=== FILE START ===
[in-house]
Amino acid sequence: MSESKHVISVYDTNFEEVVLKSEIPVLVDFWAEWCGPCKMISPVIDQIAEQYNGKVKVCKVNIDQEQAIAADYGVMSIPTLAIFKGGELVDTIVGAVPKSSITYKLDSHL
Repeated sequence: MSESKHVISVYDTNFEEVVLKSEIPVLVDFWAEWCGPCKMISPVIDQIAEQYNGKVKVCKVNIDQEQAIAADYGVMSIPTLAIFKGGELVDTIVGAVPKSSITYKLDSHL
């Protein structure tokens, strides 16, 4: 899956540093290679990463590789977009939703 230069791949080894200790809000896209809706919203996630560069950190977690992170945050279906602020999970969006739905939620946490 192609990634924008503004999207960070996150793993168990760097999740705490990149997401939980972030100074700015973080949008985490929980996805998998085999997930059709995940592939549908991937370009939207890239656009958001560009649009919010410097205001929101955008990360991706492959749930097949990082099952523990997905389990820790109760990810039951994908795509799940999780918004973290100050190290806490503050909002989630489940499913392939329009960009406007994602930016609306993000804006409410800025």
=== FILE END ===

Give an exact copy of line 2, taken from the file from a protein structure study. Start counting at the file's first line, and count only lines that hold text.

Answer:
Amino acid sequence: MSESKHVISVYDTNFEEVVLKSEIPVLVDFWAEWCGPCKMISPVIDQIAEQYNGKVKVCKVNIDQEQAIAADYGVMSIPTLAIFKGGELVDTIVGAVPKSSITYKLDSHL